Like many Australians, I am a rather mixed bag of genetic heritage, your archetypal Chinese - Jewish - Italian -Norwegian-Celtic - Swedish nobleman. All four grandparents were born in Australia, but none of their parents were. Somehow, even though I look somewhat like a Confucian Rabbi, “we have been painted with the same brush” as several Chinese and Italian acquaintances have commented, all of the cultural background from these amazing heritage lines have been lost along the way. Very WASPy in recent years, which is such a shame, it must be wonderful to have solid and tangible threads to hold on to and trace backwards.

Regardless, we have what we have and are who we are at this most ‘interesting’ time in history, as the ancient Chinese curse would say. I envy those who have it, and I notice in my creativity, a level of eclectic interest in recognisable cultural symbols from my genetic map and a tendency to merge things together in unexpected yet hopefully beautiful ways.

So, my question to consider today is this: What of your culture or background or personal life story to reference in your work? Is it a constant theme, something to actively ignore, or a background hum that is ever-present but never explicit? It would be so fascinating to know the experience of others.

And if we want to push our two festivals together for a moment, those who are marking the liturgical period of Advent in an active way, let us look forward to what is to come with the joy and celebration expressed in the festivities of Hanukkah. Personally, I am adopting the slogan of the recent Jewish Culture Week in Frankfurt - “More joy, less OY!”. And not only until the Ho Ho Ho’s resound!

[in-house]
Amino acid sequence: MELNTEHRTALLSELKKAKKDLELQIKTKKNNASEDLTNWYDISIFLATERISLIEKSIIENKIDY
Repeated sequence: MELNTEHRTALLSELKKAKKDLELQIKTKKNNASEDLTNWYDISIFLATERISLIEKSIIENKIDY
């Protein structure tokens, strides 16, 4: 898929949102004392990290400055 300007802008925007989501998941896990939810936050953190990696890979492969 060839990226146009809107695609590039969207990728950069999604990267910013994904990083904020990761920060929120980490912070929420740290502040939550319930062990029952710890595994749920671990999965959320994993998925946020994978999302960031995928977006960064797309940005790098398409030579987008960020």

Listen carefully, I will say this only once.

We all probably have words in our heads, maybe not always, but at times of uncertainty and stress. I can’t imagine any healthy mind is always confident and certain, some of us perhaps just project these qualities more efficiently than others. As the old adage goes, never meet your heroes, the will have feet of clay (a few old adages there, but nothing like a wisdom montage to kick off the weekend!)

The point is, everyone has imperfections and awarenesses of their own shortcomings, regardless of what we see from outside. Its easy to feel inadequate and to judge ourselves harshly, and at times cruelly, with the words we say to ourselves internally. Sometimes these words are given to us through the negative and stupid feedback with receive from others, and these words are particularly difficult to get rid of now and then.

So, a little strategy I sometimes employ is to make these destructive words quite inert by repeating them in a range of silly voices. Try it for yourself.

Personally, I’m a big fan of HM the Queen (do the wave), Mr Bean, any muppet, and any character from ‘Allo, ‘Allo. My particular cultural background, but what are the powerful voices of fun that you might use to diminish the destructive force of negative self talk that you may be carrying around?

Let me eat cake!

So, a final fling at Friday Funday! Let's make it a special occasion. What makes something a special occasion for you? Is it the place, the purpose, the clothes, the people, the food? It no doubt varies for everyone and changes throughout our lives.

For me, the constant feature of special occasions (and weekly occasions, tragic occasions, cups of tea occasions….) is cake. However, the more special the occasion, the more important that it be homemade. Sort of ironic for many people, but that’s my belief. Birthday cakes are chocolate, Christmas cakes are fruit, all other occasions are up for grabs.

Am I hungry? No, but now and then it's useful to make an ordinary day into a special occasion for its own sake, to take on the energy of some simple, pleasant, but meaningful activity. What can you add to your day today, that would label it as special for you? The more serious side of this question, is that it's a chance to build up a list of possible rewards, acknowledgements and celebrations to use to really make sure we notice when we have finished a project or achieved something we set out to do.